The Burnt Orange Heresy (Vintage Crime/Black Lizard)

ISBN: 0679732527
ISBN 13: 9780679732525
By: Charles Willeford

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Reader's Thoughts

dead letter office

i always kind of worry about my art dealer friend's safety after reading this book.


time for a detective interlude


This guy really knows how to write. A short, nasty, funny, noirish story, featuring a modern art critic and an old French painter so famous that no one has ever seen one of his paintings.


This is a decent, quick mystery. An overzealous art critic will stop at nothing to further his career. When given an opportunity to interview a famous French artist, he discovers that the artist has never painted anything before. So the critic uses his insight into the conversation to create a phoney painting, as he thinks the French artist would have painted, had he the courage to do so. He then goes to great lengths to cover up any evidence of wrongdoing, creating fairly exciting end chapters. This was OK, but I'm glad it was short. Some of the conversations seemed a little fabricated and one part even reminded me of the dreaded Celestine Prophecy, the way the protagonist reacted to his girlfriend's question. The plot was decent, though.

Oliver Wood

This a very clever little book about what happens when you become fixated on acquiring social position. Unlike in B. E. Ellis' American Psycho, this is not an attempt to imagine the inner world of a textbook psychiatric category. We are not in a world where all empathy and moralising is alien and absurd. Willeford creates the more believable scenario of someone who is drawn towards their goals with such focus and ferocity of speed, everything else falls out of view, including the autonomy of those immediately around him.While Burnt Orange Heresy is supposed to be Willeford's most critically acclaimed work, unfortunately, it doesn't seem to be in print any more. This is a shame since there are far less deserving works still being pressed into circulation. Willeford had a fine understanding of human motive and a pretty good ear for dialog too.

Patrick McCoy

Charles Willeford was a man who knew a lot about many different subjects. His novels always give him an opportunity to show his intimate knowledge of the the South and Miami in particular. In addition, I learned a lot about the world of cock fighting from his novel The Cockfighter. It is clear from the novel that he wrote after that, Burnt Orange Heresy (1971) that he also knows a fair bit about art and art collecting. In fact, I learned that after the war he spent a few years in Peru and LA trying to establish himself as a painter. In this novel, which is also a mediation on art and the role of critics in art, up and coming art critic James Figueras is offered a proposition that can further his career by interviewing a fictional, reclusive French “Nihilist surrealist” named Jacques Debierueart, who is said to be the missing link between surrealism and abstract art. This proposition includes stealing a painting for an equally eccentric collector who is hosting the aging French artist in Florida. Figureas brings his buxom, midwestern school teacher girlfriend, Bernice Hollis in on the gambit to tragic result. I love the details like Figeras' clothes like his canary yellow jumpsuit and specific descriptions of meals eaten by the protagonist among other details. It is another fascinating and entertaining neo-noir novel from Willeford.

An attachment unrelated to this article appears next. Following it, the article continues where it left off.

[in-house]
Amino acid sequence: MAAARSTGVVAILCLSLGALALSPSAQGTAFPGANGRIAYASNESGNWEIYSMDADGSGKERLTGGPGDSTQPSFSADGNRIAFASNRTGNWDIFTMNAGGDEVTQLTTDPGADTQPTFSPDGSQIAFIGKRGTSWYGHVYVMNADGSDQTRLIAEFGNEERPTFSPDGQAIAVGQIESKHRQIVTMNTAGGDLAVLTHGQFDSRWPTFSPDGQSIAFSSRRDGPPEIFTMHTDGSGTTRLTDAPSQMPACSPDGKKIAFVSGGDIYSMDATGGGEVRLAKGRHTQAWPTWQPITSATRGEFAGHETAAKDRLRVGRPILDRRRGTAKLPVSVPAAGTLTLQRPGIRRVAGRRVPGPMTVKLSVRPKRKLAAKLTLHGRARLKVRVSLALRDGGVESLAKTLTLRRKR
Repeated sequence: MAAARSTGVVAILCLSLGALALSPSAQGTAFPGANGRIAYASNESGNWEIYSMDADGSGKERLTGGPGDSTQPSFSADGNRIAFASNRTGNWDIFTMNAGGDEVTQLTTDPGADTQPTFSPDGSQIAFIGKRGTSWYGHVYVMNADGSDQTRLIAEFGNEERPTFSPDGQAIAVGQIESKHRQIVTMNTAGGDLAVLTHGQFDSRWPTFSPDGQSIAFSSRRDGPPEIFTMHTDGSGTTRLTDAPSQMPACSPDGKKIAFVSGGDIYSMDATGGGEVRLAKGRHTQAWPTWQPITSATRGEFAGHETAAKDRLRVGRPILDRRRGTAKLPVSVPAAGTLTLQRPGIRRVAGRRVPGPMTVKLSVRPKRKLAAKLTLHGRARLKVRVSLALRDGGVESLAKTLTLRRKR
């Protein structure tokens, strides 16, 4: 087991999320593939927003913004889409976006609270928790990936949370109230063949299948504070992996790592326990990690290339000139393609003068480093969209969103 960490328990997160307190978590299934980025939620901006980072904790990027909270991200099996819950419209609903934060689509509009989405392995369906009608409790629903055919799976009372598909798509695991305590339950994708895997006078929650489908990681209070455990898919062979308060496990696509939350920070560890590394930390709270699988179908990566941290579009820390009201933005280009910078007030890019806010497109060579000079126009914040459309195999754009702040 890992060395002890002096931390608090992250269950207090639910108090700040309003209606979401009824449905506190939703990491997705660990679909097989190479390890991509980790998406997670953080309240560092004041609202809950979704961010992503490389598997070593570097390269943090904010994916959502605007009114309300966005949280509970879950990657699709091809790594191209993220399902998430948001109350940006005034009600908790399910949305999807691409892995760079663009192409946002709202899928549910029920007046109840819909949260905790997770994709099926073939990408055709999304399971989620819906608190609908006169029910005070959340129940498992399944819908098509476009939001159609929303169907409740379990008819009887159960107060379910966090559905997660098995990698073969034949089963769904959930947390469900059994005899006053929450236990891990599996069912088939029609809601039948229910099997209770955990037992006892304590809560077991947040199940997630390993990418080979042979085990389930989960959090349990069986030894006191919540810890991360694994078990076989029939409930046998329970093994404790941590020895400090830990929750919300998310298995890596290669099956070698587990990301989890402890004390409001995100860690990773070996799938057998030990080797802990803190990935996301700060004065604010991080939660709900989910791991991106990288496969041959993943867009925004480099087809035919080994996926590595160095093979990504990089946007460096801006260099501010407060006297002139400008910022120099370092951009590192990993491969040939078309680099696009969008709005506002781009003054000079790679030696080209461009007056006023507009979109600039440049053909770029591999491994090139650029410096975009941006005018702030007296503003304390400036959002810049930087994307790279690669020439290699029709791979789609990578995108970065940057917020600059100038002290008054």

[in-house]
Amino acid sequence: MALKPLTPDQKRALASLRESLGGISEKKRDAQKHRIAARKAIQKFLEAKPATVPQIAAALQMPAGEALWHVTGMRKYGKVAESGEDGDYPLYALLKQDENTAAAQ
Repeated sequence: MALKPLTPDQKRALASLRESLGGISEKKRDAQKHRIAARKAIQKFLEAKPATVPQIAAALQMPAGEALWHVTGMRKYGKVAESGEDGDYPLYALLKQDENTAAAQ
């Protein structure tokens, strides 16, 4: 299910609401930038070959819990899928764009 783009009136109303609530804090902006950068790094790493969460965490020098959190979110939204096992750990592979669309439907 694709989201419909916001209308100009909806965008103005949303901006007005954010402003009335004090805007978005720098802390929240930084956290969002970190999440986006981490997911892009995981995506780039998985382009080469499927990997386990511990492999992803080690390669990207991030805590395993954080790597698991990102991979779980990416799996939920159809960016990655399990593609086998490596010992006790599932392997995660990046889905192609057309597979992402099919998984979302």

It's all the art of the bluff, all art is a bluff, the bluff is an art.


The book starts out a little slow. A lot of the first act is the narrator/protagonist, an art critic trying to break into the big time, musing on the nature of art criticism and the role it plays as a service, not just to consumers and patrons of art, but the artists themselves. It’s not as boring as it sounds. He takes a pretty dense piece of subject matter and breaks it down into pretty simple lay terms, even using sports analogies. I wasn’t entirely sure if he was satirizing critics or dispatching his own critical manifesto through the narrator. The latter is probably unlikely given that the narrator believes artist and critic should maintain defined roles: critics shouldn’t make art, and artists shouldn’t write criticism. Of course, in real life, in addition to being a writer, soldier, horse trainer, and amateur boxer, Willeford was also a painter and an art critic—hardly a man who believed in singular obsession. Hang in there. The first act sets up a pretty riveting second and third act, and what may have seemed long-winded and pretentious is actually very clever foreshadowing. After putting this book down, I realized it was a very lean, concise thriller. It was also smart and informative. Without giving too much away, the narrator finds himself compromising each of his previously stated professional ethics one by one until finally he passes a point of no return. Like a lot of Willeford’s novels, there’s a female accessory to the protagonist, a somewhat ditzy but attractive girlfriend. But in the third act, she proves rather perceptive, doing a surprisingly good job of putting the facts together. The narrator’s underestimations of her intelligence drive the plot to its climax, which is dark, brutal, and sparingly well-written in a compelling way, a Charles Willeford trademark.